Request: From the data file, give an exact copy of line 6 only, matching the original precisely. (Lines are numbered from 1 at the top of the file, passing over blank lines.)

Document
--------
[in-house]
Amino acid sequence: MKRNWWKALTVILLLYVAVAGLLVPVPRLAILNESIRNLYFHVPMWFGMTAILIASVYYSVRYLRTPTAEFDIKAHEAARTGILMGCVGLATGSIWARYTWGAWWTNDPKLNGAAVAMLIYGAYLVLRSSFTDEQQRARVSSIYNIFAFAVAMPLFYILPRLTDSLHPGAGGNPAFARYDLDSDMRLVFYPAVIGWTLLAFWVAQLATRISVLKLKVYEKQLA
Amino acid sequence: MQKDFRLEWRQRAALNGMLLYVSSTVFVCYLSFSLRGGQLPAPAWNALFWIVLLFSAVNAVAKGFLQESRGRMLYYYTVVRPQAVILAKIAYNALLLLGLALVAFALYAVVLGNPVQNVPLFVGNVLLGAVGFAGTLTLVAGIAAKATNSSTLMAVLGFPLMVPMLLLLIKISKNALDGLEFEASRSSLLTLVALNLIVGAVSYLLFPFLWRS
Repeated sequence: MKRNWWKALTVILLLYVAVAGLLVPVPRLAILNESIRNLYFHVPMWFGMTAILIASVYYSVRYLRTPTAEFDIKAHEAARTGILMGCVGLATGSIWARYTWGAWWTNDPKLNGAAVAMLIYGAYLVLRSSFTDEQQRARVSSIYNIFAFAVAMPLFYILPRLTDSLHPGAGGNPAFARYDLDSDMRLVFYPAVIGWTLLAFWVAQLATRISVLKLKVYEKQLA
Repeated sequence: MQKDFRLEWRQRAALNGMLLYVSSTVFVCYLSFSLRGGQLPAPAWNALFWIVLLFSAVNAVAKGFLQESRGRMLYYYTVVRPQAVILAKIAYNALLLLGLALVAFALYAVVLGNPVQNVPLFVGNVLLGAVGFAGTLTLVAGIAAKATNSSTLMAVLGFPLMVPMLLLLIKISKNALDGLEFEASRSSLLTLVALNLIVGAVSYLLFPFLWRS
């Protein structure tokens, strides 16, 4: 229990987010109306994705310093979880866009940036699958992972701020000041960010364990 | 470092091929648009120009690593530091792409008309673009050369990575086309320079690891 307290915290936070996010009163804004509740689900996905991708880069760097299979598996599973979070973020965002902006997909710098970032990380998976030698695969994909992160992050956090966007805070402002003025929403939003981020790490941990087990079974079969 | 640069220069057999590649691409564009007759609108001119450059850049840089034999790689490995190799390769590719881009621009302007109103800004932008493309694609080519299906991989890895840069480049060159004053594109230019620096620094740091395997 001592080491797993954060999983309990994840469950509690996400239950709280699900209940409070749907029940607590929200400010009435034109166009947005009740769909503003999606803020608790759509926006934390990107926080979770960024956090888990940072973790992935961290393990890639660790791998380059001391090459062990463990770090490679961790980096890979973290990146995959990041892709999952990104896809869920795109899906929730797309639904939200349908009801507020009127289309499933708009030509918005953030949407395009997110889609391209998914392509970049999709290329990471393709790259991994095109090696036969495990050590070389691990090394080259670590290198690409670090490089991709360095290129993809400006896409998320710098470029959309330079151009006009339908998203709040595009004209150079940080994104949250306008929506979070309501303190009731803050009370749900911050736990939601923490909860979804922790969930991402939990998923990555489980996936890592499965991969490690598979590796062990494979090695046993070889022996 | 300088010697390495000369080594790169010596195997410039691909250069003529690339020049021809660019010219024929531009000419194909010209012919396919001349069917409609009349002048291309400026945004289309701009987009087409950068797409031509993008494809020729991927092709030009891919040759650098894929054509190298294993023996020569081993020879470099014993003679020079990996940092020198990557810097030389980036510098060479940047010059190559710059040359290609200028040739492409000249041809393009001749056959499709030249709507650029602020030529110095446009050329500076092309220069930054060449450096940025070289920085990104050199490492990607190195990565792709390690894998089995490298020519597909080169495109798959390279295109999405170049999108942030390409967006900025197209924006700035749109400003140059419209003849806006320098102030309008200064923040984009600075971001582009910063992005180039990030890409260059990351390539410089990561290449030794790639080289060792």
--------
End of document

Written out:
């Protein structure tokens, strides 16, 4: 229990987010109306994705310093979880866009940036699958992972701020000041960010364990 | 470092091929648009120009690593530091792409008309673009050369990575086309320079690891 307290915290936070996010009163804004509740689900996905991708880069760097299979598996599973979070973020965002902006997909710098970032990380998976030698695969994909992160992050956090966007805070402002003025929403939003981020790490941990087990079974079969 | 640069220069057999590649691409564009007759609108001119450059850049840089034999790689490995190799390769590719881009621009302007109103800004932008493309694609080519299906991989890895840069480049060159004053594109230019620096620094740091395997 001592080491797993954060999983309990994840469950509690996400239950709280699900209940409070749907029940607590929200400010009435034109166009947005009740769909503003999606803020608790759509926006934390990107926080979770960024956090888990940072973790992935961290393990890639660790791998380059001391090459062990463990770090490679961790980096890979973290990146995959990041892709999952990104896809869920795109899906929730797309639904939200349908009801507020009127289309499933708009030509918005953030949407395009997110889609391209998914392509970049999709290329990471393709790259991994095109090696036969495990050590070389691990090394080259670590290198690409670090490089991709360095290129993809400006896409998320710098470029959309330079151009006009339908998203709040595009004209150079940080994104949250306008929506979070309501303190009731803050009370749900911050736990939601923490909860979804922790969930991402939990998923990555489980996936890592499965991969490690598979590796062990494979090695046993070889022996 | 300088010697390495000369080594790169010596195997410039691909250069003529690339020049021809660019010219024929531009000419194909010209012919396919001349069917409609009349002048291309400026945004289309701009987009087409950068797409031509993008494809020729991927092709030009891919040759650098894929054509190298294993023996020569081993020879470099014993003679020079990996940092020198990557810097030389980036510098060479940047010059190559710059040359290609200028040739492409000249041809393009001749056959499709030249709507650029602020030529110095446009050329500076092309220069930054060449450096940025070289920085990104050199490492990607190195990565792709390690894998089995490298020519597909080169495109798959390279295109999405170049999108942030390409967006900025197209924006700035749109400003140059419209003849806006320098102030309008200064923040984009600075971001582009910063992005180039990030890409260059990351390539410089990561290449030794790639080289060792």